IBM quietly released last week a workaround for a vulnerability in its enterprise backup software it has known about since September 2016. The flaw is serious and allows a local adversary to exfiltrate data from IBM’s Spectrum Protect backup-archive and data protection service.
“This is a really bad vulnerability that’s both easy to exploit and easy to fix,” said Jakob Heidelberg, pen tester and founder of security firm Improsec. “There is no excuse why IBM would leave this type of vulnerability open for so long.”
The flaw is tied to multiple versions of what is most commonly referred to as the IBM Tivoli Storage Manager (TSM) client. TSM has since been renamed to Spectrum Protect. The flaw allows for a local user to escalate their privileges and access all documents, folders, emails and potentially usernames and passwords of service accounts associated with the locally hosted TSM service, Heidelberg said.
Heidelberg and his colleague Flemming Riis found the vulnerability in February and notified IBM of their research in March. When Heidelberg asked IBM to confirm his findings, two months later he heard back and was told a researcher had already discovered the flaw in September 2016 (CVE-2016-8939). Heidelberg said it was only after he told IBM he would be publishing his research on the vulnerability, that IBM finally issued a security bulletin and offered a workaround fix for the bug on May 31. Two days later Heidelberg published his research.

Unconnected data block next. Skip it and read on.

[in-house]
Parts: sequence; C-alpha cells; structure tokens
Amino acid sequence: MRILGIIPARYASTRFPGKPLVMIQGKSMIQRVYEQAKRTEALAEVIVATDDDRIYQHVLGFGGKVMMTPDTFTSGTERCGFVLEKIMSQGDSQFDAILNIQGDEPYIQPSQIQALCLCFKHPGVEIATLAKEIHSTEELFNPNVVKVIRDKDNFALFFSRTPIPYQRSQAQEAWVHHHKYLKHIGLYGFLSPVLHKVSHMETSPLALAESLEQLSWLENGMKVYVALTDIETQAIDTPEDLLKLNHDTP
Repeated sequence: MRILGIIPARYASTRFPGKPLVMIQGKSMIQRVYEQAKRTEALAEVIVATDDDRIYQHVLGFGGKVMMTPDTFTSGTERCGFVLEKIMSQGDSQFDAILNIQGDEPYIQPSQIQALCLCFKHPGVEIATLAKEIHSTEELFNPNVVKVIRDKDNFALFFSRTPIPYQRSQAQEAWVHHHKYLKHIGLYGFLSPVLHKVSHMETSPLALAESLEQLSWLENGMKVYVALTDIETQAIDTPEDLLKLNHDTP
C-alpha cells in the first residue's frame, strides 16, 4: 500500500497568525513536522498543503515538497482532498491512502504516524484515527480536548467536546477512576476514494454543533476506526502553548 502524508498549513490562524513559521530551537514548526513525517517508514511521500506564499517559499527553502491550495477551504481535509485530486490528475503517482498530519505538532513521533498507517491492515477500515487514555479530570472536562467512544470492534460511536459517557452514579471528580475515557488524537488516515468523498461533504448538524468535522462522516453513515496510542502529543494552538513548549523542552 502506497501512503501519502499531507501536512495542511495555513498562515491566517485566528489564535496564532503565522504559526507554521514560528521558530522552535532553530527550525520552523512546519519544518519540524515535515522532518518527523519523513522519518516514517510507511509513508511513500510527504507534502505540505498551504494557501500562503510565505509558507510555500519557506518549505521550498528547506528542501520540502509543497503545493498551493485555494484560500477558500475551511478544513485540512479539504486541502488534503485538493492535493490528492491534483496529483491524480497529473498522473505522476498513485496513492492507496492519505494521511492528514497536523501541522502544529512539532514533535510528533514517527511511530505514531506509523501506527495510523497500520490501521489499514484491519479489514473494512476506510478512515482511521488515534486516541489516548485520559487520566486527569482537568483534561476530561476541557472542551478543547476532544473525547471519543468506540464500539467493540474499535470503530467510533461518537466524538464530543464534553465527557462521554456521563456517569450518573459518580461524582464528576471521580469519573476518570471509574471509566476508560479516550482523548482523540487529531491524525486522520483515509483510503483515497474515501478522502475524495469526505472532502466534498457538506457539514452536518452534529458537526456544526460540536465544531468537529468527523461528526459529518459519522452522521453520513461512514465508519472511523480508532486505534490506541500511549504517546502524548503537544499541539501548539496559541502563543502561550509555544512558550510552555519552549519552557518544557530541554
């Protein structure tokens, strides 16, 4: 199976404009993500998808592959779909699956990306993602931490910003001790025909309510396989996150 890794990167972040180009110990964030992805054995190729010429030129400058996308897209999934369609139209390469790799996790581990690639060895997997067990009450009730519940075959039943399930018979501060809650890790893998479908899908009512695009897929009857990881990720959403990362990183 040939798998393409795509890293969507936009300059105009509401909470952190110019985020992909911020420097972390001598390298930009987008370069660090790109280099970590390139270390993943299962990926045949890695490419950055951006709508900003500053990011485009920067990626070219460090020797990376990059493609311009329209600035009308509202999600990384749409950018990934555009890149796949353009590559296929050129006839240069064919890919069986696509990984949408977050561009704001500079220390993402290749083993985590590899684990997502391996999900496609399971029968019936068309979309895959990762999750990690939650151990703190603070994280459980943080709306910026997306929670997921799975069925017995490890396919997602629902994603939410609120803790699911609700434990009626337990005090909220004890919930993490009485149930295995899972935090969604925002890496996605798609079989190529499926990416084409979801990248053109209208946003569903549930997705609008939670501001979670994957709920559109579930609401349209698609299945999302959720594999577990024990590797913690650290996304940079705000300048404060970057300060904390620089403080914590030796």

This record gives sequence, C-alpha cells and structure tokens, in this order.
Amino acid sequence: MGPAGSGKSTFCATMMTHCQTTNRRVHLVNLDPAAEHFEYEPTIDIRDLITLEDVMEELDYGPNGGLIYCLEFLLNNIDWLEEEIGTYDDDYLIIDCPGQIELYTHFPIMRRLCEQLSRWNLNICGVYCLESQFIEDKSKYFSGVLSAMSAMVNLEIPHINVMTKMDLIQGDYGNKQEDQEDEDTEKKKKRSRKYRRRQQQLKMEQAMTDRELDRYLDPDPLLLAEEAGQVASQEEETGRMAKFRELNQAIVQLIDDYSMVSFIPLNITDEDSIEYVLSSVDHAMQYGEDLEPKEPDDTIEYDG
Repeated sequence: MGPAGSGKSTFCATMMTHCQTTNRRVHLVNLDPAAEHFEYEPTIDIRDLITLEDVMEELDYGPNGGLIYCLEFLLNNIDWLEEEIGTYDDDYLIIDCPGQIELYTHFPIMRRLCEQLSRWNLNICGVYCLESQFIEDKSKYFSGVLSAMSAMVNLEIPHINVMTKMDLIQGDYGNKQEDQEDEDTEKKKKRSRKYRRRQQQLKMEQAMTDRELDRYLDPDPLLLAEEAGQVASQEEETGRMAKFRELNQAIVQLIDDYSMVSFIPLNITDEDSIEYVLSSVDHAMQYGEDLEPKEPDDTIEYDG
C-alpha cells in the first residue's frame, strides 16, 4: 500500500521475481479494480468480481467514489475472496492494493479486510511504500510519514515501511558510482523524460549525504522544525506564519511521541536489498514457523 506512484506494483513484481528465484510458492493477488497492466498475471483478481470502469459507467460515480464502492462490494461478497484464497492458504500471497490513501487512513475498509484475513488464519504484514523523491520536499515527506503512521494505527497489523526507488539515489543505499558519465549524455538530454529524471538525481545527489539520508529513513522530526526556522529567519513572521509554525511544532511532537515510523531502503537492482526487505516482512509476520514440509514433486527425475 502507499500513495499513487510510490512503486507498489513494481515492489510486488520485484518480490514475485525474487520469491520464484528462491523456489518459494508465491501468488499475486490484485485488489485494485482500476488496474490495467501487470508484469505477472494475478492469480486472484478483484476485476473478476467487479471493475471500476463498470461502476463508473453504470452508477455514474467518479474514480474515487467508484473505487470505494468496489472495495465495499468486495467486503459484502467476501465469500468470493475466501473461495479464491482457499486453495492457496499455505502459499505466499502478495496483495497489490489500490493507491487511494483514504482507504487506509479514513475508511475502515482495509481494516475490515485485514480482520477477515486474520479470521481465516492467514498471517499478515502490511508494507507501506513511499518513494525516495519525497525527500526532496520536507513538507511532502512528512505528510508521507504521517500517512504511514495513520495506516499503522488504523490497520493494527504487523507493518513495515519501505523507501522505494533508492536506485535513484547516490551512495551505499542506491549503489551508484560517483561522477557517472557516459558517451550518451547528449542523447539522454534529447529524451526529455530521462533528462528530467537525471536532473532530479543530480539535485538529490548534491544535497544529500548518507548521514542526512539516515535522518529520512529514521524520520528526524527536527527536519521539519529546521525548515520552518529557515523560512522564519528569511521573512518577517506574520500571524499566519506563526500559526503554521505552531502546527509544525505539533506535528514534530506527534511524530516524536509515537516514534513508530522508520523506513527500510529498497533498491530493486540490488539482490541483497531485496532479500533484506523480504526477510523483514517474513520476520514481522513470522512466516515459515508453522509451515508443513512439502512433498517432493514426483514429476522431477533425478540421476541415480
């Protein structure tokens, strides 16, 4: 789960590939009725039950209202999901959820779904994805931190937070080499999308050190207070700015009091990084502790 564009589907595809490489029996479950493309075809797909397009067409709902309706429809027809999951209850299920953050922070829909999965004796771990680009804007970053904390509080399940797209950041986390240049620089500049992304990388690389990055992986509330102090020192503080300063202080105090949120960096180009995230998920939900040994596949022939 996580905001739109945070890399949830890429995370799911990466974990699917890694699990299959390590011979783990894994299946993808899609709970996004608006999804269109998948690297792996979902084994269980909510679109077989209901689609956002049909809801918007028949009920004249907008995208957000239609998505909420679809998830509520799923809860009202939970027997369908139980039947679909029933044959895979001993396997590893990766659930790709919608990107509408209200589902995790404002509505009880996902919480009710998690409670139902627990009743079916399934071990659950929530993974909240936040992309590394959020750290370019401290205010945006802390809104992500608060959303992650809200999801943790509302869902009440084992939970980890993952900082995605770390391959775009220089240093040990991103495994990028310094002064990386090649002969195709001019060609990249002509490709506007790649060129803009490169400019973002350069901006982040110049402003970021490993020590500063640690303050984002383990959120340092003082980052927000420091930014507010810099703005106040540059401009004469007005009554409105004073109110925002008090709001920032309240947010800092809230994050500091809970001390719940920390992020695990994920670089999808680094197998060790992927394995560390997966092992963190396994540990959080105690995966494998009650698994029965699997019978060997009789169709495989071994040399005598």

“There is a saying that works just as well within security circles. If you see something, say something,” said Chris Pyle, president of Champion Solutions Group, an IBM partner. “We have hundreds of TSM installs and this is not a trivial IBM product or an obscure vulnerability. We need to know about these things in a timely manner.”
Affected versions of IBM Spectrum Protect Windows Client or Tivoli Storage Manager are all levels of 8.1, 7.1, 6.4 and 6.3 and below. IBM declined to comment for this story when contacted by Threatpost. IBM did tell the researcher that a patch would be available in either the third, or fourth quarter.
What Heidelberg and an earlier researcher, Kestutis Gudinavicius, found was that a local user given limited permissions to access, for example, a Citrix Server that provides remote application and desktop access resources, could gain access to all files and system information stored on the IBM TSM backup.
Heidelberg describes the vulnerability this way: First, a limited privileged local user accesses the Citrix Server (or a Terminal Server). Once connected, using a tool such as the Windows Registry Editor the user can access the registry file of the remote server. Buried inside the registry is a Node ID (username) and obfuscated password data needed to access the IBM Tivoli Storage Manager client.
Now, all the adversary needs to do is install a copy of the IBM Tivoli Storage Manager client on a computer and connect to the corporate network that the enterprise version of the TSM is running on. Using the NODE ID username and obfuscated password data, the adversary is now able to login as a sysadmin and download all data from the Citrix Server stored to TSM backup service.
“This includes office documents, configuration files for services, emails and anything backed up to TSM,” Heidelberg told Threatpost. Also at risk, are and clear text usernames and passwords used by services and scheduled tasks backed-up to the TSM.
The researcher said he was concerned the workaround fix was impractical for many enterprises. “The fix, so far, isn’t a patch. It requires a sysadmin to log onto each Windows server instance and perform the workaround that restricts access to the registry data that contains the Node password. A more practical approach is a script such as a PowerShell or Regini.exe or group policy setting.”
Pyle said the configuration scenario outlined by Heidelberg that opens the TSM to data exfiltration is not uncommon. “Tivoli Storage Manager has been a premier backup product for years and Citrix is also very common,” he said.